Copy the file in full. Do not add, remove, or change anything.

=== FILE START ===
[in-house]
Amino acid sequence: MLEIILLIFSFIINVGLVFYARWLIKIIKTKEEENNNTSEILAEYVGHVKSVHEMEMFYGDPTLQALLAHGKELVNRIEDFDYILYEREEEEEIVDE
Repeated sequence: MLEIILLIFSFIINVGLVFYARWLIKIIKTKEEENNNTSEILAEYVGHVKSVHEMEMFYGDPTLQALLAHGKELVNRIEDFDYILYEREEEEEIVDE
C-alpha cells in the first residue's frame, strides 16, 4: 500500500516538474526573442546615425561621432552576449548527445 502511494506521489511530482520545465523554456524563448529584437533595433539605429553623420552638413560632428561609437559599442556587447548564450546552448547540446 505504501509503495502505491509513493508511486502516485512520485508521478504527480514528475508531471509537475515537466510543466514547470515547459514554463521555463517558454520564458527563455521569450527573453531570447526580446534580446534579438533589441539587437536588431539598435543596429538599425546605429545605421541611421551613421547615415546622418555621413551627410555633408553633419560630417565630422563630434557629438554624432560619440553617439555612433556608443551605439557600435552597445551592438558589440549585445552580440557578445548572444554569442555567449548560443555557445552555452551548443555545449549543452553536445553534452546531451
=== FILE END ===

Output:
[in-house]
Amino acid sequence: MLEIILLIFSFIINVGLVFYARWLIKIIKTKEEENNNTSEILAEYVGHVKSVHEMEMFYGDPTLQALLAHGKELVNRIEDFDYILYEREEEEEIVDE
Repeated sequence: MLEIILLIFSFIINVGLVFYARWLIKIIKTKEEENNNTSEILAEYVGHVKSVHEMEMFYGDPTLQALLAHGKELVNRIEDFDYILYEREEEEEIVDE
C-alpha cells in the first residue's frame, strides 16, 4: 500500500516538474526573442546615425561621432552576449548527445 502511494506521489511530482520545465523554456524563448529584437533595433539605429553623420552638413560632428561609437559599442556587447548564450546552448547540446 505504501509503495502505491509513493508511486502516485512520485508521478504527480514528475508531471509537475515537466510543466514547470515547459514554463521555463517558454520564458527563455521569450527573453531570447526580446534580446534579438533589441539587437536588431539598435543596429538599425546605429545605421541611421551613421547615415546622418555621413551627410555633408553633419560630417565630422563630434557629438554624432560619440553617439555612433556608443551605439557600435552597445551592438558589440549585445552580440557578445548572444554569442555567449548560443555557445552555452551548443555545449549543452553536445553534452546531451